Atos (EPA:ATO) has debt but no profit; Should you be worried?
David Iben said it well when he said: “Volatility is not a risk that interests us. What matters to us is to avoid the permanent loss of capital. It’s natural to consider a company’s balance sheet when looking at its riskiness, as debt is often involved when a company fails. Like many other companies Atos SE (EPA:ATO) uses debt. But should shareholders worry about its use of debt?
When is debt a problem?
Debt helps a business until the business struggles to pay it back, either with new capital or with free cash flow. In the worst case, a company can go bankrupt if it cannot pay its creditors. However, a more usual (but still expensive) situation is when a company has to dilute shareholders at a cheap share price just to keep debt under control. By replacing dilution, however, debt can be a great tool for companies that need capital to invest in growth at high rates of return. The first thing to do when considering how much debt a business has is to look at its cash and debt together.
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What is Atos debt?
As you can see below, at the end of June 2022, Atos had 5.26 billion euros in debt, compared to 3.61 billion euros a year ago. Click on the image for more details. However, he has €3.46 billion in cash that offsets this, resulting in a net debt of around €1.79 billion.
How strong is Atos’ balance sheet?
Zooming in on the latest balance sheet data, we can see that Atos had liabilities of €7.84 billion due within 12 months and liabilities of €4.88 billion due beyond. In compensation for these obligations, it had cash of 3.46 billion euros as well as receivables worth 3.50 billion euros at less than 12 months. Thus, its liabilities outweigh the sum of its cash and (short-term) receivables by €5.76 billion.
The deficiency here weighs heavily on the 1.15 billion euro business itself, like a child struggling under the weight of a huge backpack full of books, his gym gear and a trumpet. So we definitely think shareholders need to watch this one closely. Ultimately, Atos would likely need a major recapitalization if its creditors were to demand repayment. When analyzing debt levels, the balance sheet is the obvious starting point. But it is future earnings, more than anything, that will determine Atos’ ability to maintain a healthy balance sheet in the future. So if you want to see what the professionals think, you might find this free analyst earnings forecast report interesting.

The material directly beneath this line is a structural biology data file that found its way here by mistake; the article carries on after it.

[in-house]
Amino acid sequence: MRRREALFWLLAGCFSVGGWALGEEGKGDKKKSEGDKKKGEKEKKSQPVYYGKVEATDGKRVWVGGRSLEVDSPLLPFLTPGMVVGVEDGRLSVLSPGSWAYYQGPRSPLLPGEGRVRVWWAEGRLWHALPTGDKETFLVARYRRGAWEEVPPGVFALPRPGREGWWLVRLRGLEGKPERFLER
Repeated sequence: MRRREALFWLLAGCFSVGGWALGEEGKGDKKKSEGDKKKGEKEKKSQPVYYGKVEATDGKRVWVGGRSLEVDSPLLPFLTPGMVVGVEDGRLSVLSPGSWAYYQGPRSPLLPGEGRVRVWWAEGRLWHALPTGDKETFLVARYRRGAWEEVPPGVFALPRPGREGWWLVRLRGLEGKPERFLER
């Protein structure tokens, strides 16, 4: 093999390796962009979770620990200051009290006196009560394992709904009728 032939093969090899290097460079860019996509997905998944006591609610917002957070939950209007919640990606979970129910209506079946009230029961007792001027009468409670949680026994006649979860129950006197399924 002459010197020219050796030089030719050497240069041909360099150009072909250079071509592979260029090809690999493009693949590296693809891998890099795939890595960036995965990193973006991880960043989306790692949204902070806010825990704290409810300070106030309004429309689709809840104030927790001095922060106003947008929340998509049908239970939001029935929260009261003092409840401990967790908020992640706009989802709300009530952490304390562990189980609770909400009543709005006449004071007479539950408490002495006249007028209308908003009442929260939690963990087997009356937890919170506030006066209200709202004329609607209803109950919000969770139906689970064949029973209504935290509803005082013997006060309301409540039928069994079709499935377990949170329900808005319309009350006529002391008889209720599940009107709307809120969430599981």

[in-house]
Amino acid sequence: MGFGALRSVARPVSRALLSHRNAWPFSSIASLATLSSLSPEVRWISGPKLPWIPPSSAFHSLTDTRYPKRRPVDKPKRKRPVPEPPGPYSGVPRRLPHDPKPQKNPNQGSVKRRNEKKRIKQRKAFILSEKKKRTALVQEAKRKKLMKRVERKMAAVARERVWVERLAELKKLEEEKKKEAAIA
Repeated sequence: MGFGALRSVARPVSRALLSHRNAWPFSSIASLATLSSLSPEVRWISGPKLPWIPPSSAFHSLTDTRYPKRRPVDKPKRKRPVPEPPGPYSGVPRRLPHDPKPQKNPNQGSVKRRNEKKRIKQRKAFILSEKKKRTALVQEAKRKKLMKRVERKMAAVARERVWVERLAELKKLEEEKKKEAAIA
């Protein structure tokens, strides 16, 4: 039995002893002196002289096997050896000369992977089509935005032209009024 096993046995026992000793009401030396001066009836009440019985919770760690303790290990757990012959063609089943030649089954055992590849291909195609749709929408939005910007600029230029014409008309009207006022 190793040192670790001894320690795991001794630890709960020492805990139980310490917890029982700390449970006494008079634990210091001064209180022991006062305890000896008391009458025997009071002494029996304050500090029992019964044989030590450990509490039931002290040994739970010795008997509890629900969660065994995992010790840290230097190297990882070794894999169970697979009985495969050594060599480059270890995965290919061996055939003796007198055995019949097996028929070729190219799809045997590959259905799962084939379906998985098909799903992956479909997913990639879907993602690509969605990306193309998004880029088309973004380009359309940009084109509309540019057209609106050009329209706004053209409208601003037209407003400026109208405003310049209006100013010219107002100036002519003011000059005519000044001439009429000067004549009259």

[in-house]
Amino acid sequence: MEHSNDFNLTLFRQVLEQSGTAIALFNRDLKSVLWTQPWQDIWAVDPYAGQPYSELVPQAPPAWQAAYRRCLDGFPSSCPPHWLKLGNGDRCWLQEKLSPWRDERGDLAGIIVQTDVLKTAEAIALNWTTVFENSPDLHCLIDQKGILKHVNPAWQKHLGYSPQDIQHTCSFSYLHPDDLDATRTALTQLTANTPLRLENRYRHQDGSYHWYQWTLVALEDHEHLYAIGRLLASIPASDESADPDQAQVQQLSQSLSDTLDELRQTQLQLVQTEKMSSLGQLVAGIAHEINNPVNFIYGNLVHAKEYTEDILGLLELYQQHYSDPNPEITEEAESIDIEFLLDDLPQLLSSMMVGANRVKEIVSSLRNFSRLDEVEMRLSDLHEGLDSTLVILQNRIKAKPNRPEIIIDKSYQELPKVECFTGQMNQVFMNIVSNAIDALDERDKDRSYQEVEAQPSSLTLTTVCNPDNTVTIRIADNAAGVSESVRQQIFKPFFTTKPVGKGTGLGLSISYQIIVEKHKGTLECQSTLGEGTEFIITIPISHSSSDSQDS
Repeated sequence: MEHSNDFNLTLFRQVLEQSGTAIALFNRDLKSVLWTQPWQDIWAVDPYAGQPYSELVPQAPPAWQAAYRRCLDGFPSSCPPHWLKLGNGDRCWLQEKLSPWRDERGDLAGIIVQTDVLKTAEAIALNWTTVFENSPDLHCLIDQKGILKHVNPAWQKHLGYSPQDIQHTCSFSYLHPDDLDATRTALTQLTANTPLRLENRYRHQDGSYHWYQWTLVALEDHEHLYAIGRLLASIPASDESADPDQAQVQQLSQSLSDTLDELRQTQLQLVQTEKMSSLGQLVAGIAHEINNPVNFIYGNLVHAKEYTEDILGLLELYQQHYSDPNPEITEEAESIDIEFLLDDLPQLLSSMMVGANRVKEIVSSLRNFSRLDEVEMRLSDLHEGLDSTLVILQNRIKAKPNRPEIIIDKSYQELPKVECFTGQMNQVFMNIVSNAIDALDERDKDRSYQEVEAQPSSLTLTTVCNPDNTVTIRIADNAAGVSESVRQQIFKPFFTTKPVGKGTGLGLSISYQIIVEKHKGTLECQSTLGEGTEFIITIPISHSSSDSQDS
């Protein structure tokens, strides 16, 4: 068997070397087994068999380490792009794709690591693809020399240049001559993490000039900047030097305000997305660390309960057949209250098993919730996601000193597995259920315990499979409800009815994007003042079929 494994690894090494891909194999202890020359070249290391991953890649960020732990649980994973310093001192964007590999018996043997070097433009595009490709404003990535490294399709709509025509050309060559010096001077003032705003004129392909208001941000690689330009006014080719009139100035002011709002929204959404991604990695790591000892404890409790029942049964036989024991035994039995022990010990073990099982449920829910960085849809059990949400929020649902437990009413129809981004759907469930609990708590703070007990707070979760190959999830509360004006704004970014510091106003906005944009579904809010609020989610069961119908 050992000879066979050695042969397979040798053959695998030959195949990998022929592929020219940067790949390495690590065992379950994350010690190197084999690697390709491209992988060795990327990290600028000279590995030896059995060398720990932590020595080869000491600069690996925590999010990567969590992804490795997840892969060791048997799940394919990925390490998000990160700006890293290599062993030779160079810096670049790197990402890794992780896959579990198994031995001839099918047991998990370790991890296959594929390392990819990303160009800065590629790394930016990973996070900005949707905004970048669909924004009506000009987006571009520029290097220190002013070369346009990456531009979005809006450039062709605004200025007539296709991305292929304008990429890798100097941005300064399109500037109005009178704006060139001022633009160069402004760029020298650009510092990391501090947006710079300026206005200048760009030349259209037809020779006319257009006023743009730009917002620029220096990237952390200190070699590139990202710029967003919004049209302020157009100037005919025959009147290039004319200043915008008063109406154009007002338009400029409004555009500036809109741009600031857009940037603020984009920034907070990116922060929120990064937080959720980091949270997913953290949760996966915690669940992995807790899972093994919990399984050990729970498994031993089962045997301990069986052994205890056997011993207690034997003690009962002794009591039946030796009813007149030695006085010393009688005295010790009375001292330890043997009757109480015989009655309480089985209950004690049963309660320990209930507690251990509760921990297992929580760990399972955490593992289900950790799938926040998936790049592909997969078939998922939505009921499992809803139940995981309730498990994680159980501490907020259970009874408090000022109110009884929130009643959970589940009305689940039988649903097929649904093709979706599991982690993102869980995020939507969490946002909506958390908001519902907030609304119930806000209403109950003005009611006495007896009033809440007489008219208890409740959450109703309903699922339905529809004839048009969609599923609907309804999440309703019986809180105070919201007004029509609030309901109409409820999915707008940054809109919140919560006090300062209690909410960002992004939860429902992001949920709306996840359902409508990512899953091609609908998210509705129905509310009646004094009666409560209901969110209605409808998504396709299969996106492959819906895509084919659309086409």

Over the last year, Atos’ revenue was rather stable and it achieved a negative EBIT. While that’s hardly impressive, it’s not too bad either.
It is important to note that Atos recorded a loss of earnings before interest and taxes (EBIT) over the last year. Indeed, it lost €13 million in EBIT. Combining this information with the significant liabilities we have already discussed makes us very hesitant about this stock, to say the least. Of course, he may be able to improve his situation with a bit of luck and good execution. However, we would not bet on it given that he has vaporized €90m in cash over the last twelve months, and that he does not have a lot of liquidities. We therefore consider this to be a high-risk action and would not be at all surprised if the company were to ask shareholders for money before long. There is no doubt that we learn the most about debt from the balance sheet. However, not all investment risks reside on the balance sheet, far from it. For example – Atos has 1 warning sign we think you should know.
In the end, sometimes it’s easier to focus on companies that don’t even need to take on debt. Readers can access a list of growth stocks with no net debt 100% freeat present.
Valuation is complex, but we help make it simple.
Find out if Atos is potentially overvalued or undervalued by viewing our full analysis, which includes fair value estimates, risks and warnings, dividends, insider trading and financial health.
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This Simply Wall St article is general in nature. We provide commentary based on historical data and analyst forecasts only using unbiased methodology and our articles are not intended to be financial advice. It is not a recommendation to buy or sell stocks and does not take into account your objectives or financial situation. Our goal is to bring you targeted long-term analysis based on fundamental data. Note that our analysis may not take into account the latest announcements from price-sensitive companies or qualitative materials. Simply Wall St has no position in the stocks mentioned.